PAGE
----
Leaning against the bar Falborn was gesticulating wildly as he talked, generating smiles and laughs, sniggers and chuckles, one man laughing so hard he falls off his stool; causing an explosion of laughter to erupt from all those standing near. Even the centre of the laughter continued in his mirth. Grinning, clearly happy with the reaction his words have caused Falborn stands, offering a hand to the downed an who after accepting it pulls his friend into an embrace, slapping him on the back. Pulling away Falborn throws his head back laughing uproariously, leaning forward again he speaks close to the other mans ear, the words lost over the din of the taproom but the response could not have been missed by even the most unobservant observer as the man pulled Falborn back to him throwing his arm over his shoulders before releasing him with a laugh and shoving him back towards where Káno sat. Calling good-natured insults over his shoulder Falborn walks back to the table and sits with a sigh.

            "Maer, a good friend, but one hell of a drunkard. His wife's kicked him out again because of it. But..."he trails off throwing his hands up in the air with a small smile.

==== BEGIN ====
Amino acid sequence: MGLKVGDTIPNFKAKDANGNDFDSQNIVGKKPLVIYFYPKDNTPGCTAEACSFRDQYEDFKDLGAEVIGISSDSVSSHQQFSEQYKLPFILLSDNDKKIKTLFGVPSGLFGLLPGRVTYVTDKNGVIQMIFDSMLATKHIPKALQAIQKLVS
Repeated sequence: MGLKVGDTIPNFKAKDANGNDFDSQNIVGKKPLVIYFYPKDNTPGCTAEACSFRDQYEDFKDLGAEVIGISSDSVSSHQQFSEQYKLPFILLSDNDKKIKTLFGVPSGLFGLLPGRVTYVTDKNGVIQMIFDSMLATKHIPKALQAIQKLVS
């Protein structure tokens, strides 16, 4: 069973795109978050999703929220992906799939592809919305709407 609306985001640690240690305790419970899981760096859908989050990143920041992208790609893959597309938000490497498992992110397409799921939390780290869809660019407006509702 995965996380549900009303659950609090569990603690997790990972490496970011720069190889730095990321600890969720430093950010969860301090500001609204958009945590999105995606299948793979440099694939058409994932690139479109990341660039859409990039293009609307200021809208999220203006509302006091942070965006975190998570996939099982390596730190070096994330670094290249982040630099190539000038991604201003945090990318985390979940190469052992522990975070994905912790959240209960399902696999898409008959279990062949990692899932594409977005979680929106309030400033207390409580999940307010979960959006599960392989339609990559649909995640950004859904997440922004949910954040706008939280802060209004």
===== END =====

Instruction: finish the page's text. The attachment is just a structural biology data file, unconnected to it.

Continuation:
Káno doesn't speak but simply nods his head, his mind travelling back to a time when another wife kicked her husband out for a number of nights because of his decision to get stupidly drunk; he too had simply ended up drinking more.

            "Are you wed?" The question startles him out of his musings. He pauses before replying.

            "I was...yes. I am wed. Although my wife and I have not met in many a long year."

            "An argument?" His curiosity now piqued and with the added alcohol in his system Falborn's tongue chooses to wag forgetting his earlier decision to be patient.

            "Of sorts. We disagreed over a certain matter and so, I haven't seen her since." A careful, guarded reply; unwilling to divulge more of his past than was strictly necessary.

            "Ah..." Sense almost getting the better of him Falborn trails off, but sense soon leaves him as he continues. "I would presume from that that you have no children."

            "No." A curt answer followed by a sigh. "We never did have children-"

            "A pity." A short reply but a leading one, asking if more could be said; while he took another swig of ale from his tankard. In response Káno stretches, ducking his head briefly to stare at the table.

            "My younger brother had a son. But he died, a very long time ago."

            Falborn winces even drunk as he is. "I apologise. I never meant to stir old memories."

            A small, tight, smile. "The memories you stirred my friend could never be forgotten; so you need not have feared. I have far worse memories than those of my wife and brother-son."